But along with setting changes, it’s clear a few off-track switches have left the four-time MotoGP race winner better equipped to deal with the blinding highs and crushing lows that come when competing at this level. Miller has been open and upfront about his struggles with self-belief. “I know myself. I do lack it quite a lot,” he told me recently. “If I was going to pinpoint down one of my weaknesses, that’s definitely one of them. I put this coat on where it looks like I don’t give a s**t. But that’s all false. At the end of the day, we’re all human, we all come from the same stuff and have the same issues, insecurities and anxieties.”

So, the fact he now has fiancée Ruby Mau (the pair are due to marry the week before the Australian GP) living with him in Andorra has helped maintain some perspective when things haven’t been going his way. “Having Ruby with me has helped me understand what’s really important in life. The one thing I’ve focussed on my entire life is riding a motorcycle to the best of my abilities. But it’s not the be-all-end-all. There’s a massive chapter afterwards.

“Having her around and understanding that side of things for sure has changed my outlook or the way I approach weekends, the way I approach the championship. It helps to just take my mind off it when it comes down to the race weekend. You don’t get yourself wound up into a big ball of stress and anxiety, (thinking) ‘I hope this is going to work, what’s the weather going to do?’ All that sort of shit. At the end of the day, you can’t change any of it so there’s no point in losing sleep or winding yourself up or letting yourself get too nervous about it.”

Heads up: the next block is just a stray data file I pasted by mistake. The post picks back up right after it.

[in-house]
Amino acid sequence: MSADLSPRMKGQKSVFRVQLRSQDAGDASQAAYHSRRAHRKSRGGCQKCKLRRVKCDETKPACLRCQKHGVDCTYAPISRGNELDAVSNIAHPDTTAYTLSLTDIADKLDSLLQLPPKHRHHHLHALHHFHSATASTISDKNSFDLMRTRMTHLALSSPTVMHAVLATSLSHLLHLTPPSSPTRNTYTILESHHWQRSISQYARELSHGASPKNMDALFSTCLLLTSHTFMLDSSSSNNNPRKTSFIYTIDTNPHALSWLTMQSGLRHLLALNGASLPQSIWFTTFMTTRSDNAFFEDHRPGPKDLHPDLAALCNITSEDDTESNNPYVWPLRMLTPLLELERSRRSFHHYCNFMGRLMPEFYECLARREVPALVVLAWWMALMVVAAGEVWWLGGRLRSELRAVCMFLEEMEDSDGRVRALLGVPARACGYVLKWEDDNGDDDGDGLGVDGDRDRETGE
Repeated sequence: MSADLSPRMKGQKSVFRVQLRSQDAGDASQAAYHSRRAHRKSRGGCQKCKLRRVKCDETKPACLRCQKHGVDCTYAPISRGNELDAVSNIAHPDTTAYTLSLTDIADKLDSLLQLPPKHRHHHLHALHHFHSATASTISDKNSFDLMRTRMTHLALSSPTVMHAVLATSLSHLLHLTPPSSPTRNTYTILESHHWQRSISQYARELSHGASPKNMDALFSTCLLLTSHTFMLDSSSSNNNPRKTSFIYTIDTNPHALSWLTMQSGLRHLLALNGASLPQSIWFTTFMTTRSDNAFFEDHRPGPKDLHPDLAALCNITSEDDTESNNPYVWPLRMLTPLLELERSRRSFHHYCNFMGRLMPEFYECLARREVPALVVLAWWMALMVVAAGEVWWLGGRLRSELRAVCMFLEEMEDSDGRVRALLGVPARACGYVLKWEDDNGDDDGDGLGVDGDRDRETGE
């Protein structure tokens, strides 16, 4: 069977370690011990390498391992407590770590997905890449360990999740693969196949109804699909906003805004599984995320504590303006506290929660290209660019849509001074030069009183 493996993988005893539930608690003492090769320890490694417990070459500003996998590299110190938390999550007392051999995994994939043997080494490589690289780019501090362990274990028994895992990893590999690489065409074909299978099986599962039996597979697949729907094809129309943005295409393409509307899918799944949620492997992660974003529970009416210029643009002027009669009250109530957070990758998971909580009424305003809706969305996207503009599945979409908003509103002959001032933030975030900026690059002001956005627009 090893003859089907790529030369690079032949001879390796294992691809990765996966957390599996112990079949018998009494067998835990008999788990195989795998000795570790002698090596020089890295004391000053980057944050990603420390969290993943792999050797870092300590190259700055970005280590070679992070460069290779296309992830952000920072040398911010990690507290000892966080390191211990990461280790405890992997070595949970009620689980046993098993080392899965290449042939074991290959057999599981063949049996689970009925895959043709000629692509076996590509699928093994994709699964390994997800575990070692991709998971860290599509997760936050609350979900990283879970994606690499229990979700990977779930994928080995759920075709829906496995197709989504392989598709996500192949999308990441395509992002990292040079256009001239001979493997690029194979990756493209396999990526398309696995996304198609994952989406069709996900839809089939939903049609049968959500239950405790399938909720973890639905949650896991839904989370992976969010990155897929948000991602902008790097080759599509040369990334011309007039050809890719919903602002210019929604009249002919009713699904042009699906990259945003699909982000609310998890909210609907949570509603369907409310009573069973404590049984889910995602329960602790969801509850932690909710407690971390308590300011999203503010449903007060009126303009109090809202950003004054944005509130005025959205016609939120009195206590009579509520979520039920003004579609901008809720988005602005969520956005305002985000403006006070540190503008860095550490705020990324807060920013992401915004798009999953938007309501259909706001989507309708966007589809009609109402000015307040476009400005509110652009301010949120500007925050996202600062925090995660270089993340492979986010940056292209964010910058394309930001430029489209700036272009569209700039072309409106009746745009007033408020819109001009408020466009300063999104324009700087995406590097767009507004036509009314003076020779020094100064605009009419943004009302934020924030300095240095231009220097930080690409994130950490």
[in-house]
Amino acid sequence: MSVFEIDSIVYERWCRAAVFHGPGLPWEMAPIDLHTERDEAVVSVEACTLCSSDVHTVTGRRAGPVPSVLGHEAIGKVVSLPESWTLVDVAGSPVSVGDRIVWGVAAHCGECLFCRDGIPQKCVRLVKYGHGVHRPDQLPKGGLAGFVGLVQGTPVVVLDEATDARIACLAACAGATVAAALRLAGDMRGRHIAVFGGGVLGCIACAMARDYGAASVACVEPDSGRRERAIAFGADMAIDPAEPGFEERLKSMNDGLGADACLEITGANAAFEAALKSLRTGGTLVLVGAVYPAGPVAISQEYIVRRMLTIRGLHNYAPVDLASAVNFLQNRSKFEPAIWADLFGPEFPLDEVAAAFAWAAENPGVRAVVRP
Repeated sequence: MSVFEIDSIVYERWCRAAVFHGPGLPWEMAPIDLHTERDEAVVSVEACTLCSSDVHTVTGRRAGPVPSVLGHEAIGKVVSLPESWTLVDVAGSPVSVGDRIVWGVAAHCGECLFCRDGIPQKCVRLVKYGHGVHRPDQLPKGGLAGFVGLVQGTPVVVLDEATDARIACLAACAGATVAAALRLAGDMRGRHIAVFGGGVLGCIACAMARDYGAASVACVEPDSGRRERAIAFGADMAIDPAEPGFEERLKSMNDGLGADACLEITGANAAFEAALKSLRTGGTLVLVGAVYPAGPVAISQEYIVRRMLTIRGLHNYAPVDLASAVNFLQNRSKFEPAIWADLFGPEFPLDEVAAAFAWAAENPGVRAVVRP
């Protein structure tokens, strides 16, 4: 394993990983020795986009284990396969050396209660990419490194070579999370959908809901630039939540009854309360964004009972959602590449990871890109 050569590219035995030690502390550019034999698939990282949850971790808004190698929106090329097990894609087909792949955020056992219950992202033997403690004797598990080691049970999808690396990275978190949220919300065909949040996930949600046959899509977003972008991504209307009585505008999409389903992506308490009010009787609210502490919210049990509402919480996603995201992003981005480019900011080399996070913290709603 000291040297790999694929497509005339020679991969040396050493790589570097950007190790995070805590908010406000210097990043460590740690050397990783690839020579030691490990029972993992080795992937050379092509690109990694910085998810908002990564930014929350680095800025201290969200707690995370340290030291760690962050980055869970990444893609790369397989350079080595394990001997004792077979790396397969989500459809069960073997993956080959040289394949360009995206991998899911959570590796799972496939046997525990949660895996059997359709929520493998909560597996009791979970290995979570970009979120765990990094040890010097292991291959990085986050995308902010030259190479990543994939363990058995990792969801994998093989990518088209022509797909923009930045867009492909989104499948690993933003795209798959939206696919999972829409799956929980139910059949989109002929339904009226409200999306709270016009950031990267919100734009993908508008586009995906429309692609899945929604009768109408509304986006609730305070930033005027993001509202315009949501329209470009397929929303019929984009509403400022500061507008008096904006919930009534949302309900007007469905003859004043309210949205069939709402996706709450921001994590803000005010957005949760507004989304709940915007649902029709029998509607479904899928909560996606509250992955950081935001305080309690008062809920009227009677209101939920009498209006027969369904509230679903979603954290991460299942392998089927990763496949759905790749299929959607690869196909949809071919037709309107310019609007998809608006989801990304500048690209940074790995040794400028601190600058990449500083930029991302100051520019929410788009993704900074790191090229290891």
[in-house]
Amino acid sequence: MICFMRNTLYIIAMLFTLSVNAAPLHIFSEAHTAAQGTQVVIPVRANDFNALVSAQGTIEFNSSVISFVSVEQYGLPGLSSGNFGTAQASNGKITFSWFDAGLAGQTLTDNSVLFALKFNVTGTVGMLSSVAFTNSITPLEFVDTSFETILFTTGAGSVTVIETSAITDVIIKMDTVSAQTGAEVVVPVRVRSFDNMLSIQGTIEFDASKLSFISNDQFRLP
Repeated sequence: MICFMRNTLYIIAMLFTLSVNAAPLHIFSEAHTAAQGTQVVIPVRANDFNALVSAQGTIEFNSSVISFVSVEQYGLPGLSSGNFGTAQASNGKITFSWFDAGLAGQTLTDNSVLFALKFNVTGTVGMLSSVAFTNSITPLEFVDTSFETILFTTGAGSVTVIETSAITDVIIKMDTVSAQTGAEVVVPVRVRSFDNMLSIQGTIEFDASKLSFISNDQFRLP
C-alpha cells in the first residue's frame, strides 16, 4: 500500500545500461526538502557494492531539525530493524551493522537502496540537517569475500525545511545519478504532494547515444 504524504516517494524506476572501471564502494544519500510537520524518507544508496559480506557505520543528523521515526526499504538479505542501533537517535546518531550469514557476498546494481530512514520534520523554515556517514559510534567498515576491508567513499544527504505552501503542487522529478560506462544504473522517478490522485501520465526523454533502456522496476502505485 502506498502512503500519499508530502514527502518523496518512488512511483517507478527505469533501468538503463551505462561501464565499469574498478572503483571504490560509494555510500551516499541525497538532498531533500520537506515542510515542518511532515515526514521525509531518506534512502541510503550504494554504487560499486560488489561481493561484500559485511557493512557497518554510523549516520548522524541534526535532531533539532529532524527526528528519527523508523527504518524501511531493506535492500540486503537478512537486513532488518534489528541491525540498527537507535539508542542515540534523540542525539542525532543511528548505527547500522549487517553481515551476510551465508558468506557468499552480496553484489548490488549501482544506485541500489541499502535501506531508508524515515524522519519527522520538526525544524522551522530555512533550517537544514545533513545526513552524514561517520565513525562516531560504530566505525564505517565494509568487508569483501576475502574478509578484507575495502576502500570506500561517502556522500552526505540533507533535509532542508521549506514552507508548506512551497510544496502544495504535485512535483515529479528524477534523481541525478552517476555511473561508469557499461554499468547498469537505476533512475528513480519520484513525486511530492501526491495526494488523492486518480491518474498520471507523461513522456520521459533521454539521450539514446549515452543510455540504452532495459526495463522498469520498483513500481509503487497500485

“(In Andorra) You’ve got no family. You can’t go home and go to your grandparents’ house and have dinner, or whatever. It’s not like that. Especially in the past, I’d just go home after a shit result and just and sit by myself for two weeks and stew on it, basically, and try to understand what to do better. Whereas now, things are a little different. You understand there is more to the world than just riding a motorcycle day-in day-out.”

Add to that, Miller’s future is settled for the next two years – a ‘first’ since he was still a class rookie aboard an ‘Open’ Honda. Those questions through 2021 and ’22 regarding his thoughts on another rider claiming his seat had begun to wear thin.  As he recalled at Misano, “I remember coming (here) last year and a journalist asked me what my plans were for 2023 – what the f**k! We hadn’t even gotten through 2021, let alone 2022.” In short, “one less thing on my mind,” as he said in Austria.

There is the obvious argument that Miller is riding the grid’s best bike. And in his second year in factory red (and his fifth with the same manufacturer), this run should arguably have come sooner. It was certainly too little, too late to maintain his current seat in 2023.

Yet it’s uplifting to see a rider who has been so open about some of his weaknesses find a sense of calm and steadiness over recent months. In one respect, he’s in the dream position. On the best bike, in a winning team. But that comes with pressure like you couldn’t believe. It’s worth wondering how you would deal with a sticky spell when living in a foreign land, knowing close friends and family are 6,000 miles away for ten months of the year.

Thankfully for Jack, he appears to have cracked that. And if he should extend this good run in Thailand in the week ahead, preparations for his home GP really couldn’t be any better. How about that for a wedding gift?

By Neil Morrison. Photos by Ducati Corse